Karolyn Smardz Frost (archaeologist, historian and award-winning author)
Digging for the Promised Land
In 1985, the Toronto school board and Ontario's culture ministry created the Archaeological Resource Centre. There, schoolchildren and volunteers could dig into their own city's past, and explore the multi-cultures that make Ontario's heritage so remarkably rich.
Under the playground at Inglenook Community School, we discovered foundations of a small house, a stable and a mysterious cellar. From 1834 to the 1890s, this was home to freedom seekers Lucie and Thornton Blackburn, who had fled Kentucky slavery for freedom in Canada. After a stunning escape from slave-catchers during Detroit's first racial riot, they started anew. They began Toronto's first taxi business and gave away the profits to help other refugees from slavery.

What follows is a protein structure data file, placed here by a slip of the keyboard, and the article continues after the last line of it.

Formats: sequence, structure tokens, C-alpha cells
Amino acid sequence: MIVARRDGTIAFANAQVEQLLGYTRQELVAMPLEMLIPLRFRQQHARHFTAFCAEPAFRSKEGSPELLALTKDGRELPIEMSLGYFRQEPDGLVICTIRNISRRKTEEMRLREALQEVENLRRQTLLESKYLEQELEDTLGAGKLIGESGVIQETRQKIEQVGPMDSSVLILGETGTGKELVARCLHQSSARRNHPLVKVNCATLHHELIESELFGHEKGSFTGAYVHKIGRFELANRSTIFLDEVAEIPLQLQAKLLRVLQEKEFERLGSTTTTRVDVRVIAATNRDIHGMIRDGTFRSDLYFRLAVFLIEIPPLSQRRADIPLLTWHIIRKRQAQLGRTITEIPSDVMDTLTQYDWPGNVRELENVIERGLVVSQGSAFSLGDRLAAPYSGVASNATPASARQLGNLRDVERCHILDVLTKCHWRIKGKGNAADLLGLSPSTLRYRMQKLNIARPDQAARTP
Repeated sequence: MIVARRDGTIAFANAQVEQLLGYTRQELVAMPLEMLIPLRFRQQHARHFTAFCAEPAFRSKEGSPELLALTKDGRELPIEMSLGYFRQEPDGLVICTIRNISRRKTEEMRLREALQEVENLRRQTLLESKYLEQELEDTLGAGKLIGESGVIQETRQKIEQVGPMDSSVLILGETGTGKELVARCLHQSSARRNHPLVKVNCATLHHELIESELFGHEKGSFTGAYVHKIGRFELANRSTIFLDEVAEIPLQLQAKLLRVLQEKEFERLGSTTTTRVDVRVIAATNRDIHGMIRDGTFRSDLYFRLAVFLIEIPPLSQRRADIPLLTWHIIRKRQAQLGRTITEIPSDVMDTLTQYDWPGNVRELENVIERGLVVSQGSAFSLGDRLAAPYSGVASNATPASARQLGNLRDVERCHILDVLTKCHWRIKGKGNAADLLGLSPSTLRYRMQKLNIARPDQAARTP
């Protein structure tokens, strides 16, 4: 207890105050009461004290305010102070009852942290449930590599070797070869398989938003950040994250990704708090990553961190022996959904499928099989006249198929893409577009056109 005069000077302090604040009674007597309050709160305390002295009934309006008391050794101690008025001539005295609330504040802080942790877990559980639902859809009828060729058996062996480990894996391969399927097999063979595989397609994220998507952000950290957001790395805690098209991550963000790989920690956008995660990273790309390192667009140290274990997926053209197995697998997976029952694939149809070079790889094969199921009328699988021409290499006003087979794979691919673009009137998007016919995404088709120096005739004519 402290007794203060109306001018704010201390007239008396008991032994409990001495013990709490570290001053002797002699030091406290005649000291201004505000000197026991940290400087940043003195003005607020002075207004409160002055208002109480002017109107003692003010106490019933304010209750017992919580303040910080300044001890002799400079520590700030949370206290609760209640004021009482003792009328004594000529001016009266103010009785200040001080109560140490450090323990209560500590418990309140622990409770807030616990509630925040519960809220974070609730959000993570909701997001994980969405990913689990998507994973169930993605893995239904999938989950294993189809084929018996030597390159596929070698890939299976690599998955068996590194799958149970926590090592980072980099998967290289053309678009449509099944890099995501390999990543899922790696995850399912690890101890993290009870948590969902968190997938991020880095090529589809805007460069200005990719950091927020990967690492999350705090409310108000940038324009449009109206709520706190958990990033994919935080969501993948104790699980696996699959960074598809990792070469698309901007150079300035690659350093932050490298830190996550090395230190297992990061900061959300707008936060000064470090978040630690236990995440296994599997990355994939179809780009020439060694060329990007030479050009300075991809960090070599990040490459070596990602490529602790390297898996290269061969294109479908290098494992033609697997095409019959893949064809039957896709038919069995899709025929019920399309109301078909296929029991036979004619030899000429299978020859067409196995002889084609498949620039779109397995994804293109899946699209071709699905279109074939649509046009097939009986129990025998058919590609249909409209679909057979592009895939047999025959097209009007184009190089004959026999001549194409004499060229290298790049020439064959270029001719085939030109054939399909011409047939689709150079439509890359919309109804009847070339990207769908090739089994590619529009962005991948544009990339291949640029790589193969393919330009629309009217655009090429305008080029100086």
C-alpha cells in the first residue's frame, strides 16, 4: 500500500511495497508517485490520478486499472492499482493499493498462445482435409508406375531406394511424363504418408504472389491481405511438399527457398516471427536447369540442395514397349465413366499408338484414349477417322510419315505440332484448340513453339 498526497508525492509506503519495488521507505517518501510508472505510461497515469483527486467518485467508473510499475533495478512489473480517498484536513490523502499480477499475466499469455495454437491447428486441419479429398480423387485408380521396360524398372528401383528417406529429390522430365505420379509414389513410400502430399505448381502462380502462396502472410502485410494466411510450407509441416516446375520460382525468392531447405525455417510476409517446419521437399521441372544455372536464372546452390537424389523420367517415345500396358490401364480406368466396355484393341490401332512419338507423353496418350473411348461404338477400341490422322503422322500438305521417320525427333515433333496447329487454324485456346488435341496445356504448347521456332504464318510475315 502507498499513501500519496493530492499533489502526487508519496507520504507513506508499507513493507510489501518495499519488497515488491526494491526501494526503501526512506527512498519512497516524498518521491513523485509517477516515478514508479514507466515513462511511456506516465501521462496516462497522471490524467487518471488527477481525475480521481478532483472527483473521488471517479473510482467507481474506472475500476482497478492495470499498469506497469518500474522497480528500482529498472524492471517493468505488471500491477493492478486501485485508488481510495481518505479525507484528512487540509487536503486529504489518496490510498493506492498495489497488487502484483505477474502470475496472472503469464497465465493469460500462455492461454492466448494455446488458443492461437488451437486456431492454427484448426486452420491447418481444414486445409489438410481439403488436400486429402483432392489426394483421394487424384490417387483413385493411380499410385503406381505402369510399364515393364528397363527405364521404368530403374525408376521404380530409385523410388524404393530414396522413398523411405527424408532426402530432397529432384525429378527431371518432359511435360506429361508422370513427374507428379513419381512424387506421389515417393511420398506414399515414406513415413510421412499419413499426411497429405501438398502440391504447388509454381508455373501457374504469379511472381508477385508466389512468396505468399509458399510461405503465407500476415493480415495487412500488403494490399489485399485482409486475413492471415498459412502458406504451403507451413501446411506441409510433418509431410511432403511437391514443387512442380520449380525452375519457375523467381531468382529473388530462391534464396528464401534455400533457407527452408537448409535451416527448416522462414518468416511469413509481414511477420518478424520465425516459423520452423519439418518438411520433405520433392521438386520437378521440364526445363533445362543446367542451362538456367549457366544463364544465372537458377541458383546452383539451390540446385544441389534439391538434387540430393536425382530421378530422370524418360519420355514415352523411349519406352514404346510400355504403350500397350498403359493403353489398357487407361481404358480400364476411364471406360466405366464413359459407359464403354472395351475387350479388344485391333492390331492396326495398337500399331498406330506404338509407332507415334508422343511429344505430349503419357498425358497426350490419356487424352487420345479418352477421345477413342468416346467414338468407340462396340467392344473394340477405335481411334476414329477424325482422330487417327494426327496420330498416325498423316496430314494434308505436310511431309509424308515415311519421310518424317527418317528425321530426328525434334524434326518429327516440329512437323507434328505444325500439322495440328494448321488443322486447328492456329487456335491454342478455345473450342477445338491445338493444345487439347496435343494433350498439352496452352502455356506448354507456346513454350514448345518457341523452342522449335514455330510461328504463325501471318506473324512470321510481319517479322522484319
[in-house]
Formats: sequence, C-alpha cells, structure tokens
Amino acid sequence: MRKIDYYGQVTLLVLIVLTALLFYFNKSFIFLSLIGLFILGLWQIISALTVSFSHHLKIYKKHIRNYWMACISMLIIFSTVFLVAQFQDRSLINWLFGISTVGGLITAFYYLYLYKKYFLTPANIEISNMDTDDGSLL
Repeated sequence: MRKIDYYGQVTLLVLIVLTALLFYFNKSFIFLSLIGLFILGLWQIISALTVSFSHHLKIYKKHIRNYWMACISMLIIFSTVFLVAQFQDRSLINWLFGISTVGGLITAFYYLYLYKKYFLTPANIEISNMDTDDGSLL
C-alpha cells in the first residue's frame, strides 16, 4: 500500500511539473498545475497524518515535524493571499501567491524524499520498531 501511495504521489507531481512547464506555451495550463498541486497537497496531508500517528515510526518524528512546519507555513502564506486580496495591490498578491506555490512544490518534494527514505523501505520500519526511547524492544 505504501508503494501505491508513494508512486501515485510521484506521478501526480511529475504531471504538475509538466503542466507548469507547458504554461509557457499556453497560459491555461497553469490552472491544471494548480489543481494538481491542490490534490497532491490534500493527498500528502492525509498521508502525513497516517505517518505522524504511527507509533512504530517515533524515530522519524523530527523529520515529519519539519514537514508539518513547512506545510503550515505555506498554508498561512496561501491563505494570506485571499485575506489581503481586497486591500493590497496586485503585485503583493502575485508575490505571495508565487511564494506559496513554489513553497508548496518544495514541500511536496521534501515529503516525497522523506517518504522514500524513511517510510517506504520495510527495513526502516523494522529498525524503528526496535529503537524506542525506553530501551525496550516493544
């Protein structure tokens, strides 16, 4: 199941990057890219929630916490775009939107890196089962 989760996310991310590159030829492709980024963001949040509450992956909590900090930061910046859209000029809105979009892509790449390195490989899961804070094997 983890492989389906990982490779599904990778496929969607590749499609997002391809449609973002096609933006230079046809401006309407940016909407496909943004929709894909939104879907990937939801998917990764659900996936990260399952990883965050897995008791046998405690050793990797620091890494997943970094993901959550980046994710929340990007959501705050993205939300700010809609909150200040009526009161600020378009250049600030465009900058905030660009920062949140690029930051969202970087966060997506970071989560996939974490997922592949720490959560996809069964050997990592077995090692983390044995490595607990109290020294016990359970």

This was the first Underground Railroad site dug in Canada. More than 3,000 schoolchildren took part. My biography of the Blackburns, I've Got a Home in Glory Land: A Lost Tale of the Underground Railroad (2007), took more than 20 years to research, and became the first book on African-Canadian history to win the Governor General's Award.
Today, the Blackburns are memorialized as Persons of National Historic Significance in Canada and of state historic significance in Kentucky. In 2016, the Lucie and Thornton Blackburn Conference Centre was established in the new residence at George Brown College.
- Karolyn Smardz Frost (archaeologist, historian and award-winning author),
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